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FCC Makes $300 Million Available For Rural Landline Broadband
The Federal Communications Commission is setting aside $300 million in 2012 as a down payment for phone companies in rural areas to build wireline broadband connections.
That $300 million is part of a Connect America Fund the FCC is establishing and funding with the $4.5 billion raised annually from the Universal Service fees paid by every telephone customer in the U.S. In the past, that $4.5 billion was distributed to phone companies so they could provide telephone service in rural areas. Some companies provided broadband too, especially in more heavily-populated rural areas. But broadband was very slow in coming to many isolated, rural areas.
Most of the $300 million downloaded by the FCC in 2012 will go to what are termed price cap carriers. These are larger companies such as Verizon, AT&T, Century Link, WindStream and Frontier who provide phone -- but not much broadband -- to the 18 million Americans that lack access to residential fixed broadband at or above the Commission’s broadband speed benchmark. The FCC predicts 600,000 rural Americans will get broadband in 2012 because of CAF funding.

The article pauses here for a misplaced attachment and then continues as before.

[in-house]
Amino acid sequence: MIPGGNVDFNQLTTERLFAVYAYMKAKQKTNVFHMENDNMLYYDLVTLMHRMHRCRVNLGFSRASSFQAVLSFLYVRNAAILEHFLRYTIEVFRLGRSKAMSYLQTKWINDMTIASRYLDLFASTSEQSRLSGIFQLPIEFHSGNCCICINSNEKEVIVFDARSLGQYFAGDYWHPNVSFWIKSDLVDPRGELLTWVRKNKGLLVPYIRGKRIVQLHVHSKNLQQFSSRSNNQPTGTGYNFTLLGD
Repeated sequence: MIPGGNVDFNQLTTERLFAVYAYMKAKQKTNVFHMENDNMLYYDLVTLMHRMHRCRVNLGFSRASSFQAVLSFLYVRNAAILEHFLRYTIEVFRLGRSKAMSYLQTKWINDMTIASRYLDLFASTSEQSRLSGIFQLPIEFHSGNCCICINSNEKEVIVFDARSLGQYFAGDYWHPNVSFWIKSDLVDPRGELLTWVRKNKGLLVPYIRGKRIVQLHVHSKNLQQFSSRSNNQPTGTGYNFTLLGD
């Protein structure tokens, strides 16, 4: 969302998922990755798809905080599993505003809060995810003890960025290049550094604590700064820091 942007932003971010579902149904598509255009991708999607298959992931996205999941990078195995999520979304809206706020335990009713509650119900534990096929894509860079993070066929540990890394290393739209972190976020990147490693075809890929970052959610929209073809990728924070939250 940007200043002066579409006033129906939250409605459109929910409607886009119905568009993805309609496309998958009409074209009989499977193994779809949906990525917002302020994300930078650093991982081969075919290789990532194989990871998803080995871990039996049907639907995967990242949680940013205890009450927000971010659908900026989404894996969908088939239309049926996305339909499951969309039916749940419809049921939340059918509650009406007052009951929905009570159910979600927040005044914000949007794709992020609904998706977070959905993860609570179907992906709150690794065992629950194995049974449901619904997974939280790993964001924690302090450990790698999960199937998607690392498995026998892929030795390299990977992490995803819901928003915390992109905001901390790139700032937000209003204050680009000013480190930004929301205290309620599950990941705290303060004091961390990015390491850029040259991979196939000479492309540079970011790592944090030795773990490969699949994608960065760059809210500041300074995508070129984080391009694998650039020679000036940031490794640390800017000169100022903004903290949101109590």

Beyond 2012, the FCC will be develop a "cost model" whose purpose will be to divert much more of the $4.5 billion away from telephone service to broadband service in what are considered "high cost" areas, meaning isolated rural areas. In each state, incumbent price cap carriers will be asked to undertake a “state-level commitment” to provide affordable broadband to all high-cost locations in its service territory in that state, excluding extremely high cost areas as determined by the model. Carriers accepting the state-level commitment will be obligated to meet rigorous broadband service requirements -- with interim build out requirements in three years and final requirements in five years -- and will receive CAF funding, in an amount calculated by the model, over a five-year period, with significant financial consequences in the event of non- or under-performance.
EPA To Consider Shale Gas Wastewater Regulation
To no one's surprise, the Environmental Protection Agency (EPA) announced in October that it will think about regulating shale gas wastewater. The Department of Energy's shale gas subcommittee -- formed at the request of President Obama -- provided the impetus to the EPA by noting the "fracking" chemicals contained in the water injected into shale rock formations and the contaminants that "flowback" to the surface both should be looked at more closely in case they are contaminating drinking water sources.